Analogue, Large format, Spotlight

Red Leather, Rangefinder and some Chrome – Polaroid 110A/B 4×5 Conversion

13. March 2015

I know another post about film photography, but it’s so exciting! This is my new true love camera… A  custom-made piece which I got earlier this year and at the first view I can say Wohoooo…. but let’s start from the beginning.

At the end of 2013 I started taking pictures or better I should say using a 4×5 large format camera for a fair amount of my landscape and urban shots. Unfortunately I don’t have all the time to develop and scan my negatives – I wish I had! Anyway, my current large format camera (Chamonix 45N2) is made out of wood, aluminium and composite material and is therefore one of the lightest 4×5 cameras money can buy and I am really happy with this piece of chinese craftsman ship. I have to say I was quite impressed when I got mine. Even though it’s small, foldable and light I was always looking for something easierer to use.

We all know setting up a 4×5 camera needs some time. You definitely need a tripod, a black jacket, lenses, filmholder and some other stuff. Let’s says it is quite an amount of stuff. Despite this I was looking… as I said before and found it somewhere in the internet. Well, not really this camera here but a guy in Chicago who is specialized to customize one. What do you need is an “old” Polaroid, a welder and some 4×5 large format parts and here we go – A Polaroid 110A/B Conversion – called by experts. A good friend of my and an awesome german wedding photographer Steffen (aka Stilpirat) ordered one two years ago. Actually not from this guy but from another source. You can find some details on his blog.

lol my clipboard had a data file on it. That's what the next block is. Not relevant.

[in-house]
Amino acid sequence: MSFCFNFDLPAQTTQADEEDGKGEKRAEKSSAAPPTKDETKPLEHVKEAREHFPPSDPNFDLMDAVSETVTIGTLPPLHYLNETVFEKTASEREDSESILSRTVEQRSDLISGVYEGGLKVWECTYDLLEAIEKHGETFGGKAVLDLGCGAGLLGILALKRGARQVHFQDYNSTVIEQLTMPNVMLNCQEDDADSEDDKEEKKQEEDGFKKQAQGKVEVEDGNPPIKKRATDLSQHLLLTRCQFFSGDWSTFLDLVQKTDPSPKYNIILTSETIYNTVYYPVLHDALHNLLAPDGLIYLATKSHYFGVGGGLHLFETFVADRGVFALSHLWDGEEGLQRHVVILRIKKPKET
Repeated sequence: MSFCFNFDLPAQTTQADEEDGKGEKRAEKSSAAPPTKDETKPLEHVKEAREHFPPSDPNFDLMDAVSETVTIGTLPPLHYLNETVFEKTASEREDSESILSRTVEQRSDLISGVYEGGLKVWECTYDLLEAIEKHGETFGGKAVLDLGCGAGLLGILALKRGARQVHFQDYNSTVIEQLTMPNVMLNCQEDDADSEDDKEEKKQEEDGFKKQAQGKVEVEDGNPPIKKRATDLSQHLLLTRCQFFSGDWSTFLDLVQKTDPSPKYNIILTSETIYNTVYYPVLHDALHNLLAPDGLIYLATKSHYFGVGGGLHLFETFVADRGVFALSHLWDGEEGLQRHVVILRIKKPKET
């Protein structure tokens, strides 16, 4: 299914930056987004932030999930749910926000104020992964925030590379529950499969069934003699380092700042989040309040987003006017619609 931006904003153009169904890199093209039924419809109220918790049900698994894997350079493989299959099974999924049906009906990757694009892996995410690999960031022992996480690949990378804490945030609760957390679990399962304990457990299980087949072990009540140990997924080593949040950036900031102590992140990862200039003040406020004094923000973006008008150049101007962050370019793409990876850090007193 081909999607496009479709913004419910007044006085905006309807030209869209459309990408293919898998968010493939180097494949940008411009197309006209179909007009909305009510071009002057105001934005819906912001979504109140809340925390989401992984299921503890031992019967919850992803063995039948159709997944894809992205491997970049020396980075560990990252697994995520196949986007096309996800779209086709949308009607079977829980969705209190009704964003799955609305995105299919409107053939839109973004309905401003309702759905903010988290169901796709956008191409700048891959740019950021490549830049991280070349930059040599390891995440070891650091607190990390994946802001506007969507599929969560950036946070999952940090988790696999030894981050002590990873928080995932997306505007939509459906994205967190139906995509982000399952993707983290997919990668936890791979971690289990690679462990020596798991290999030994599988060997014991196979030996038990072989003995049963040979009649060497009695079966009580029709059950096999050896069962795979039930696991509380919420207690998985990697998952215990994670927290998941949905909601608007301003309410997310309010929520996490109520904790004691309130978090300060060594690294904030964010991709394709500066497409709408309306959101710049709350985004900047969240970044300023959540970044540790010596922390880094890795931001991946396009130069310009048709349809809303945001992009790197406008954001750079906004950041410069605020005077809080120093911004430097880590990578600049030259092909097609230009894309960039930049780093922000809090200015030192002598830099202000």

I know I am probably super stupid to buy another 4×5 large format camera. Some people even don’t waste their time to buy one of them – but as I said before that one here is different. If I would miss my hammer for woodworking the Polaroid will do it without any problems. Not that I want to, but let’s say you could. Maybe in an emergency… Well, anyway! The camera is not that heavy but if feels like somebody used cast iron to customize it. From my german point of view I would say it’s quality. It looks like it stored in an air tight container for the last 50 years. Well, I have to say it’s custom made and not only the exterior is refurbished all the mechanical parts are cleaned and re-adjusted. I can’t verify it but it seems that all the shutter times are working properly.

I wanted my camera in red leather because my website logo is also red. Hmm, no that’s not true. I wanted red instead of the boring greys, blacks and blues for purpose. For me it’s a marketing tool. When I am on tour with my 4×5 wooden camera a lot of people ask me what type of camera that is and when I am explaining that thing shoots film, they reply “Really, I thought you can’t get film anymore”.. Nope, you actually can buy it in camera stores and of course online. We all know that, but not the guys who have never seen such a camera before. There it is, my marketing tool for the offline world.

Besides this, the main purpose of having and using that Polaroid camera is the rangefinder which is connected to the manual focus knob. A sort of hologram inside the rangefinder tells you where you current focus is and if you have it, great – take the shot. There is no need for magnifying glass to find the right spot in the pictures. No upside down stuff… Just hold this freaking think in front of you face and press the shutter – Here we go Handheld 4×5 Streetphotography! Can you imaging the dept of field, Craaazyyy!

So far I didn’t have time to test the camera (there is no lack of film – fridge is full of it). I just don’t have time for it and don’t really waste some slides just to prove that it’s working. No, when I am taking this camera out there must be a good reason for it to do so…. Actually what about you guys. What kind of 4x5s are you using… I am just curious and also fill my english version of this blog with some comments, hey….

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